Note that Daisy Miller is not as insensitive as she first appears

Note that Daisy Miller is not as insensitive as she first appears

Info iconThis preview shows page 1. Sign up to view the full content.

View Full Document Right Arrow Icon
Note that Daisy Miller is not as insensitive as she first appears. She is able to tell immediately that  Mrs. Costello has refused to see her and is somewhat disturbed by the slight, but she is too involved  with experiencing and enjoying life to allow this refusal to affect her response to life. Winterborne's reaction to his aunt's refusal is also significant. Essentially, he agrees with his aunt  about Daisy's deportment, but in Daisy's presence, he is captured by her charms. Thus, his views  combine those of the American and those of the European. He is, furthermore, the formal man who  is attracted by Daisy's spontaneity. When Daisy attempts to introduce Winterborne to her mother, she explains that her mother doesn't  like to be introduced to people and is especially shy about meeting Daisy's gentlemen friends. In  contrast, a European mother would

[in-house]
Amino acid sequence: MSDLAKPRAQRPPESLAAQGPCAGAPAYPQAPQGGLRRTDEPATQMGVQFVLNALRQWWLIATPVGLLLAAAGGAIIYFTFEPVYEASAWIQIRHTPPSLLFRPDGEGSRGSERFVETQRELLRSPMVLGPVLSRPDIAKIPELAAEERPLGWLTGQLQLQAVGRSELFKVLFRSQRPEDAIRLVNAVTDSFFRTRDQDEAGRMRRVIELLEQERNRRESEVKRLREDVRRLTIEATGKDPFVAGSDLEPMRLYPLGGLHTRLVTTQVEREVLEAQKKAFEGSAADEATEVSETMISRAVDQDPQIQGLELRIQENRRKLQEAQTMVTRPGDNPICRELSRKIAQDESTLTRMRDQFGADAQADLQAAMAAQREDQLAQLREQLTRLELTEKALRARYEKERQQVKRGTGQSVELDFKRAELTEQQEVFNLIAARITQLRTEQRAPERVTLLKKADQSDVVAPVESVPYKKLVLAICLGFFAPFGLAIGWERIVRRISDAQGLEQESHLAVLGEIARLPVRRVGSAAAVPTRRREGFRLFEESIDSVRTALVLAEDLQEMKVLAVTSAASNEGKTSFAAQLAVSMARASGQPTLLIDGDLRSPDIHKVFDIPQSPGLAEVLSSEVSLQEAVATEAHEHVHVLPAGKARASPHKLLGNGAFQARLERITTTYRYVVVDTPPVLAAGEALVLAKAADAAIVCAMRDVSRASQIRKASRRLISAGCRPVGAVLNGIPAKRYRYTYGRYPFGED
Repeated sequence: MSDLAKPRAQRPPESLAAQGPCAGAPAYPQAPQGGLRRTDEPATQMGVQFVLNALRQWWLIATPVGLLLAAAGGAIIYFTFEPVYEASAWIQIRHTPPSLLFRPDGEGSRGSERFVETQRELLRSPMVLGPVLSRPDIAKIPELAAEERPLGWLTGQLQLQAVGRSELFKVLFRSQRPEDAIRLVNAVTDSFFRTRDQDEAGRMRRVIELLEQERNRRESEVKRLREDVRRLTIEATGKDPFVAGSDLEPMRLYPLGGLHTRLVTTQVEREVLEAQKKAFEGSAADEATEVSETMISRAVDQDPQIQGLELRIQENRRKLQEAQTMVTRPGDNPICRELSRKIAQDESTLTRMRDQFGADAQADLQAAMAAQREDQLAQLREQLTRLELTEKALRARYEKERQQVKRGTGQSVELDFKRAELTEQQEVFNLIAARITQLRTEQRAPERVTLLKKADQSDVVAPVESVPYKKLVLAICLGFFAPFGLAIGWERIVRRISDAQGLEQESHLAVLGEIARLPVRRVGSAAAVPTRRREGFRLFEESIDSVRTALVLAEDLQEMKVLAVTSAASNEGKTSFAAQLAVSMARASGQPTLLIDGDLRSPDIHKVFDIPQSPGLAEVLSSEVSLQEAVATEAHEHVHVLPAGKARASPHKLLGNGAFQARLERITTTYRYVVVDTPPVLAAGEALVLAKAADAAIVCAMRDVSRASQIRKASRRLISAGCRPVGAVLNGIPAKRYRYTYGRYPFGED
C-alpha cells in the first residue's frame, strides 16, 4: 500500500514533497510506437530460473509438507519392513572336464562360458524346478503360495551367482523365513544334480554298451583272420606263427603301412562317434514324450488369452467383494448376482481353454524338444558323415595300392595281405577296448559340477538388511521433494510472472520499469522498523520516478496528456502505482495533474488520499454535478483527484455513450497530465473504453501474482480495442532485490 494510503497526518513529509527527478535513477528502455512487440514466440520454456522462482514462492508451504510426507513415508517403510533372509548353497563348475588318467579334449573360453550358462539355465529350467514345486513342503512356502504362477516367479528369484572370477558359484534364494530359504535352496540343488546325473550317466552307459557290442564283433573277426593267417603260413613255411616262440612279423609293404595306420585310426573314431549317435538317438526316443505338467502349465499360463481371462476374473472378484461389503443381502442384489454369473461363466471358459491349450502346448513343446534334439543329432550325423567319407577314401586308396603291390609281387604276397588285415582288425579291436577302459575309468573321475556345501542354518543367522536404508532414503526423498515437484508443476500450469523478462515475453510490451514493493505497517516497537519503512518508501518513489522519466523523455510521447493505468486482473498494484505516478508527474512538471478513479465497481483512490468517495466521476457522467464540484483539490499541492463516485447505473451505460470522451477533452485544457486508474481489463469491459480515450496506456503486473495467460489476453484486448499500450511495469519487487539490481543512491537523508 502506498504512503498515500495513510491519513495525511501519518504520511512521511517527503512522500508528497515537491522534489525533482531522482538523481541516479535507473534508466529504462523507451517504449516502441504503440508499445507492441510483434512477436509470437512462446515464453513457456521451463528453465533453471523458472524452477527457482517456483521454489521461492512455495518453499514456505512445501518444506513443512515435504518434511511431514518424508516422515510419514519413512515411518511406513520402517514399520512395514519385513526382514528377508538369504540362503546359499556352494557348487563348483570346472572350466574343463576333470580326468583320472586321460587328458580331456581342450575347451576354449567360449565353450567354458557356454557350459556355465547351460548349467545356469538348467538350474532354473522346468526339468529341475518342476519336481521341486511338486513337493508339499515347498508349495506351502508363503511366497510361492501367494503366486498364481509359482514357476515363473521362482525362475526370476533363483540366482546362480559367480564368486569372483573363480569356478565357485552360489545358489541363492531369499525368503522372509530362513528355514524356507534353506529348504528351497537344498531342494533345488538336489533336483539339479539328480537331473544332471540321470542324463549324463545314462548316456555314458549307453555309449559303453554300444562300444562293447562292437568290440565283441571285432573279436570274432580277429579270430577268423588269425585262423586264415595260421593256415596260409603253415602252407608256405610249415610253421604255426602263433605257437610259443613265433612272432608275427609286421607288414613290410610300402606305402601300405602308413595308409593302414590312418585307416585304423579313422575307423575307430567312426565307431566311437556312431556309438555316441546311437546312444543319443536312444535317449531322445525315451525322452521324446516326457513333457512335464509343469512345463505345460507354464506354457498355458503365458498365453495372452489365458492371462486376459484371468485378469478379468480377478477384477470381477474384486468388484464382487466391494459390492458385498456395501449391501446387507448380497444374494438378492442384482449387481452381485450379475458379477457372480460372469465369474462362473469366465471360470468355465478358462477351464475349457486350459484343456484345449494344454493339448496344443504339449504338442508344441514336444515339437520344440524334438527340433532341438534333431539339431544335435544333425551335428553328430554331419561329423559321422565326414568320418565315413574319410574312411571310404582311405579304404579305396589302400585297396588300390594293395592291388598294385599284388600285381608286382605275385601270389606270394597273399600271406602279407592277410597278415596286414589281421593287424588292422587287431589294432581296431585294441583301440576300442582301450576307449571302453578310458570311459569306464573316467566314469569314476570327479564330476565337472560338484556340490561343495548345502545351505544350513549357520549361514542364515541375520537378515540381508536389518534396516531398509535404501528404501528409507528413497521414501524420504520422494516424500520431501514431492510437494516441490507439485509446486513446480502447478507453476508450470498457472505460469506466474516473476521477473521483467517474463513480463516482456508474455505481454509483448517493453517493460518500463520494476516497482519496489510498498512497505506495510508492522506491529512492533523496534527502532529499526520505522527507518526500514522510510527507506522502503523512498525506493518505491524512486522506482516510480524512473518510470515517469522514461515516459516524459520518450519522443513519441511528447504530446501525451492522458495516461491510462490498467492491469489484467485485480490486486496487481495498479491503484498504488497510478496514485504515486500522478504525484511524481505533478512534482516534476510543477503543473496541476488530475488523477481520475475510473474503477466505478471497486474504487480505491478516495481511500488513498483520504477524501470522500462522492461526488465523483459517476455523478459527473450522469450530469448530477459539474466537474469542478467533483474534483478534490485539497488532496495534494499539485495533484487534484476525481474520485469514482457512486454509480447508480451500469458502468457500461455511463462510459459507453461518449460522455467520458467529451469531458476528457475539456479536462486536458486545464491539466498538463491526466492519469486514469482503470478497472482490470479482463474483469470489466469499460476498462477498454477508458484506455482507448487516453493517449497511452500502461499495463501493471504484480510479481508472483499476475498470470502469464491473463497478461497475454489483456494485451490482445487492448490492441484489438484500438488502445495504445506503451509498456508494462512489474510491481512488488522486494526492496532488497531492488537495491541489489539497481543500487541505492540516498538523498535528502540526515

Background image of page 1
This is the end of the preview. Sign up to access the rest of the document.

This note was uploaded on 12/08/2011 for the course ENG 101 taught by Professor Staff during the Fall '11 term at University of Houston.

Ask a homework question - tutors are online